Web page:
A wetland is an ecotone: the gradient between two different types of ecosystems. It is ecologically transitional between terrestrial and aquatic, with characteristics of each. So that’s an ecological definition.
However in the United States, we need a legal definition, because these ecosystems are protected by Federal law, and we need a way to draw a line around the system to know what we’re regulating. That legal definition is:
“Those areas that are inundated or saturated by surface or ground water at a frequency and duration sufficient to support, and that under normal circumstances do support, a prevalence of vegetation typically adapted for life in saturated soil conditions.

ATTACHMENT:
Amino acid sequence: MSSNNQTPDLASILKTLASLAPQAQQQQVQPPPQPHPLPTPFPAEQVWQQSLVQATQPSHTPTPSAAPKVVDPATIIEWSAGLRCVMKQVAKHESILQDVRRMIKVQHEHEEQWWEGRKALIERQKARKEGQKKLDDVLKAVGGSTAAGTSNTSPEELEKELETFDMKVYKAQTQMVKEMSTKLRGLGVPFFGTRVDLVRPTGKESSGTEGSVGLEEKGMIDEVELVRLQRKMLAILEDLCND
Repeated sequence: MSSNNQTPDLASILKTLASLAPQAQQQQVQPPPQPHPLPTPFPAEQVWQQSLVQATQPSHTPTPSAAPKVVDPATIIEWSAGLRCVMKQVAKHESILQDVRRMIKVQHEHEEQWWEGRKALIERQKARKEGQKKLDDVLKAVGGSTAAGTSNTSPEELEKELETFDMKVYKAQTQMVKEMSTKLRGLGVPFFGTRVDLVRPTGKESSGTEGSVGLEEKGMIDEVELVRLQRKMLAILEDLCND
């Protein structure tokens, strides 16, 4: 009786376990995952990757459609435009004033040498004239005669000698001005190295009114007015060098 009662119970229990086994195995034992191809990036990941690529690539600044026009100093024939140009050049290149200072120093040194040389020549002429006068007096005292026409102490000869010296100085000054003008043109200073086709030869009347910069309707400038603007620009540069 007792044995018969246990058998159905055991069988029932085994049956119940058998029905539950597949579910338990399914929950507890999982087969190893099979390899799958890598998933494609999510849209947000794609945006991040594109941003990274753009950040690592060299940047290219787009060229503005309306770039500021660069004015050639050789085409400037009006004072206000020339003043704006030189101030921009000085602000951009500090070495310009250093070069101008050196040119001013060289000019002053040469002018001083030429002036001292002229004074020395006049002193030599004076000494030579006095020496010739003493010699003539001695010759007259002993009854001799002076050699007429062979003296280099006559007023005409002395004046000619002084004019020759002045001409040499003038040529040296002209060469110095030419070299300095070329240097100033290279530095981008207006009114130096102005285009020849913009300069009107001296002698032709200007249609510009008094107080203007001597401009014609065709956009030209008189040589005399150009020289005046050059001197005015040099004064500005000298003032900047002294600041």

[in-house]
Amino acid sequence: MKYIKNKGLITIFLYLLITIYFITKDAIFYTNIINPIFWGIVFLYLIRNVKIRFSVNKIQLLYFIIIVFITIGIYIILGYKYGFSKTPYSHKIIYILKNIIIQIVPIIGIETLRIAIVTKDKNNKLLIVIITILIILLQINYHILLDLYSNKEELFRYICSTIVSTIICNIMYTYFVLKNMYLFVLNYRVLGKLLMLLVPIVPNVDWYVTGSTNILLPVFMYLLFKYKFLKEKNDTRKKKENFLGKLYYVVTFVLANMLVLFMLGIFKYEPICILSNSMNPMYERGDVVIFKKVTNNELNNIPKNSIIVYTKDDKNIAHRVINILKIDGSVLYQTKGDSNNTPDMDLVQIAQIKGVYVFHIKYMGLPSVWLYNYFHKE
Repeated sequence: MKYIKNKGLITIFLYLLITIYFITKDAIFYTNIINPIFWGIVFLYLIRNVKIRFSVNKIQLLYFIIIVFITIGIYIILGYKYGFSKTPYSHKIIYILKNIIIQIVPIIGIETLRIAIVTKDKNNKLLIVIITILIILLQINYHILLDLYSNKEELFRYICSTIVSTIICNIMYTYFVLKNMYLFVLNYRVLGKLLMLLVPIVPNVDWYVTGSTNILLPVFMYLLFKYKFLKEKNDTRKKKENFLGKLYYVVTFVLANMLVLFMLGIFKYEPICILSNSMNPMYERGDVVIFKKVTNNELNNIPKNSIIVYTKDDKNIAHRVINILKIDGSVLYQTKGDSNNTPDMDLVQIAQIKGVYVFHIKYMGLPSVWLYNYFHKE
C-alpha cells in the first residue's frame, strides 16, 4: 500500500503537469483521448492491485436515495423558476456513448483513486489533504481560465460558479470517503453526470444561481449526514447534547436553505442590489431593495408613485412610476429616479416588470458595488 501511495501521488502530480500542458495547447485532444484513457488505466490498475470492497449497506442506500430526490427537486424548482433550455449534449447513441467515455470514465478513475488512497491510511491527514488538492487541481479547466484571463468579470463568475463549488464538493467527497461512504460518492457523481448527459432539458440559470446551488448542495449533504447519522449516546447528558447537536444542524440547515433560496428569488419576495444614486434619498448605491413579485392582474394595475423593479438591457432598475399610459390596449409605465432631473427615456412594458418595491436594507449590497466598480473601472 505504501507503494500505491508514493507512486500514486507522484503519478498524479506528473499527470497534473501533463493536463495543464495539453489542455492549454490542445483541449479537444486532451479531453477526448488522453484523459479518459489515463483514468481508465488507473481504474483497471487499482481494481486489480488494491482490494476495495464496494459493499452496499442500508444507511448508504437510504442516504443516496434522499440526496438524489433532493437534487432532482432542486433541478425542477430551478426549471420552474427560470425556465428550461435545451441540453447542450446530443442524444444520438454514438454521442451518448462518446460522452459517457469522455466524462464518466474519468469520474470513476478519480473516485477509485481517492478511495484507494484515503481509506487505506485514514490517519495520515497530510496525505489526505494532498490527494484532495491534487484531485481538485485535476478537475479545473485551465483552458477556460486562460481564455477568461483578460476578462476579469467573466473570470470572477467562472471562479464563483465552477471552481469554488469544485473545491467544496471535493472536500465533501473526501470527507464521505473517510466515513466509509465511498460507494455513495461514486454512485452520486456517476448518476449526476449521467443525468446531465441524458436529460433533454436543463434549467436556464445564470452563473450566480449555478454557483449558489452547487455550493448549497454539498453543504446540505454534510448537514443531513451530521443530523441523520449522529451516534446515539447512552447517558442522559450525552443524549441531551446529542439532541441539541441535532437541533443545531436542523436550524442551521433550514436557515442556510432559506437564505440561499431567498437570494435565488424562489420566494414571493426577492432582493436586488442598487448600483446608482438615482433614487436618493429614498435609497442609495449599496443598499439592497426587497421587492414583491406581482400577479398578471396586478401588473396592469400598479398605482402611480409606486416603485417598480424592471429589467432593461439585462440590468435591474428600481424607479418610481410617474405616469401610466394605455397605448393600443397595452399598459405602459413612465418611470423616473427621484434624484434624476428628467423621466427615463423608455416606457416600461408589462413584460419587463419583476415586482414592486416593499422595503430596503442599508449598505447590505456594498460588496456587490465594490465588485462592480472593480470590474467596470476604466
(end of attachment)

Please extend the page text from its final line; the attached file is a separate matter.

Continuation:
Wetlands generally include swamps, marshes, bogs, and similar areas.”
…and that is included in the US Army Corps of Engineers 1987 delineation manual. It says, step-by-step, how to draw a line around a wetland (de-line-ation). Voila!
“But Paul,” you say…”how exactly does one determine whether a spot really would have saturated soil and support wetland vegetation?” Well friend, that’s no small task. And it takes considerable education and training to do that work. But don’t despair! Here at 99wetlands, I’ll help you navigate the ecology and regulation of wetlands, regaling you with thrilling tales of hydrophytic vegetation, field indicators of inundation, and probing those stinky, mucky soils! Yay wetlands!!